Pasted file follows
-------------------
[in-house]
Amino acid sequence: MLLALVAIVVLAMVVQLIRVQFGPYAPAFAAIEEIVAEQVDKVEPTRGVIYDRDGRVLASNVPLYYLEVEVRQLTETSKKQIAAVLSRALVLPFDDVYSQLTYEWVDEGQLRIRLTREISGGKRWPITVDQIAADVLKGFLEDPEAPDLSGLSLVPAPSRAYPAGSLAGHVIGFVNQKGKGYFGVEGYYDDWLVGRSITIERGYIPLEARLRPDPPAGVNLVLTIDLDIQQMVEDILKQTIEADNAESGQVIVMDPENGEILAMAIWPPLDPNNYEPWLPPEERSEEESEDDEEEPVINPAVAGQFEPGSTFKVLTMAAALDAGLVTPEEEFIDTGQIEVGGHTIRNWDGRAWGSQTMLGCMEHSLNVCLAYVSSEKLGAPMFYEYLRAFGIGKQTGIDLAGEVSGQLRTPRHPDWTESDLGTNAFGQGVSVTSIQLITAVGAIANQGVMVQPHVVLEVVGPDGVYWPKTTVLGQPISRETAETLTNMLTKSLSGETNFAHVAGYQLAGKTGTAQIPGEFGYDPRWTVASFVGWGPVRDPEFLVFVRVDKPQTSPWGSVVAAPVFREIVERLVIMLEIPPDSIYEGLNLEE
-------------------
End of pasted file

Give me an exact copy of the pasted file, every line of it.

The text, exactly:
[in-house]
Amino acid sequence: MLLALVAIVVLAMVVQLIRVQFGPYAPAFAAIEEIVAEQVDKVEPTRGVIYDRDGRVLASNVPLYYLEVEVRQLTETSKKQIAAVLSRALVLPFDDVYSQLTYEWVDEGQLRIRLTREISGGKRWPITVDQIAADVLKGFLEDPEAPDLSGLSLVPAPSRAYPAGSLAGHVIGFVNQKGKGYFGVEGYYDDWLVGRSITIERGYIPLEARLRPDPPAGVNLVLTIDLDIQQMVEDILKQTIEADNAESGQVIVMDPENGEILAMAIWPPLDPNNYEPWLPPEERSEEESEDDEEEPVINPAVAGQFEPGSTFKVLTMAAALDAGLVTPEEEFIDTGQIEVGGHTIRNWDGRAWGSQTMLGCMEHSLNVCLAYVSSEKLGAPMFYEYLRAFGIGKQTGIDLAGEVSGQLRTPRHPDWTESDLGTNAFGQGVSVTSIQLITAVGAIANQGVMVQPHVVLEVVGPDGVYWPKTTVLGQPISRETAETLTNMLTKSLSGETNFAHVAGYQLAGKTGTAQIPGEFGYDPRWTVASFVGWGPVRDPEFLVFVRVDKPQTSPWGSVVAAPVFREIVERLVIMLEIPPDSIYEGLNLEE